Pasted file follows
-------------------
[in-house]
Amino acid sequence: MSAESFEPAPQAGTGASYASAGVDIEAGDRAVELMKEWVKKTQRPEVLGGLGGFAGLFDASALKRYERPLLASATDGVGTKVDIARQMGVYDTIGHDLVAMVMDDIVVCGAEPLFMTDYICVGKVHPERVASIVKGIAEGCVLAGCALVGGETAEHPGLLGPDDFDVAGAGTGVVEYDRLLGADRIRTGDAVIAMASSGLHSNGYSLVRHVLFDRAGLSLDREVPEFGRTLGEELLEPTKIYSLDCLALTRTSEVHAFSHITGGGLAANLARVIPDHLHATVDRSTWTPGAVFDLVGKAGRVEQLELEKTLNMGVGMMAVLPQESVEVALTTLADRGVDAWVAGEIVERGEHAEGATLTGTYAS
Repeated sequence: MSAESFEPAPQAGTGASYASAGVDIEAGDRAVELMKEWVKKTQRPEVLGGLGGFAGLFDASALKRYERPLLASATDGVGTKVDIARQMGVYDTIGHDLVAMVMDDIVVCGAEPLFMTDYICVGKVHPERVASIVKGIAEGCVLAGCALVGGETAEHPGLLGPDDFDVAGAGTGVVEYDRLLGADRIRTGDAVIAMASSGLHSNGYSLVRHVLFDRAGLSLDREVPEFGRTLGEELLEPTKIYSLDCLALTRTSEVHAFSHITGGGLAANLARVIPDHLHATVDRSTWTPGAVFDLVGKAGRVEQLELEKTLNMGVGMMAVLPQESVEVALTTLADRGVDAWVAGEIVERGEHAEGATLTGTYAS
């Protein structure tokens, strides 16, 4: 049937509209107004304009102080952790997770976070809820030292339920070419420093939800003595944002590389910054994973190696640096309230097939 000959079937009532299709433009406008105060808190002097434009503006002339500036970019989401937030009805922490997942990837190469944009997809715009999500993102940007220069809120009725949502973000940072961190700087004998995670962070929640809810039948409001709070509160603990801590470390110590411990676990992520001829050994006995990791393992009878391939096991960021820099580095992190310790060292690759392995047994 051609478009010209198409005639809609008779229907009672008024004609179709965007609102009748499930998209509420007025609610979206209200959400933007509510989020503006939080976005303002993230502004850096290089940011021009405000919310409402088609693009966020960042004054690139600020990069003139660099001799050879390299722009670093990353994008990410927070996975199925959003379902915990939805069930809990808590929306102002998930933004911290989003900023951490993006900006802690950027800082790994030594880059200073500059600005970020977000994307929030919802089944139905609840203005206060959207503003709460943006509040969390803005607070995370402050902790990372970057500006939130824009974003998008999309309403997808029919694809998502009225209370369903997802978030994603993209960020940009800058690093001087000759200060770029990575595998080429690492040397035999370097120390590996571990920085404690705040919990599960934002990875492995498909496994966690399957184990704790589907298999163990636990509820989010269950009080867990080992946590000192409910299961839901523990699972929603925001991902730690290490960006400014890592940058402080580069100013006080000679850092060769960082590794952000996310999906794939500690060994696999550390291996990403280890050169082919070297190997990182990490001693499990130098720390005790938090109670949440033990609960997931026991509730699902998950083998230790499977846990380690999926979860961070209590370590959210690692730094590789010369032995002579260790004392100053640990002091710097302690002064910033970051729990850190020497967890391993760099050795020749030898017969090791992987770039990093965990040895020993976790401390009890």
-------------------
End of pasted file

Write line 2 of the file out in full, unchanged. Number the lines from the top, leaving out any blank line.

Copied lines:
Amino acid sequence: MSAESFEPAPQAGTGASYASAGVDIEAGDRAVELMKEWVKKTQRPEVLGGLGGFAGLFDASALKRYERPLLASATDGVGTKVDIARQMGVYDTIGHDLVAMVMDDIVVCGAEPLFMTDYICVGKVHPERVASIVKGIAEGCVLAGCALVGGETAEHPGLLGPDDFDVAGAGTGVVEYDRLLGADRIRTGDAVIAMASSGLHSNGYSLVRHVLFDRAGLSLDREVPEFGRTLGEELLEPTKIYSLDCLALTRTSEVHAFSHITGGGLAANLARVIPDHLHATVDRSTWTPGAVFDLVGKAGRVEQLELEKTLNMGVGMMAVLPQESVEVALTTLADRGVDAWVAGEIVERGEHAEGATLTGTYAS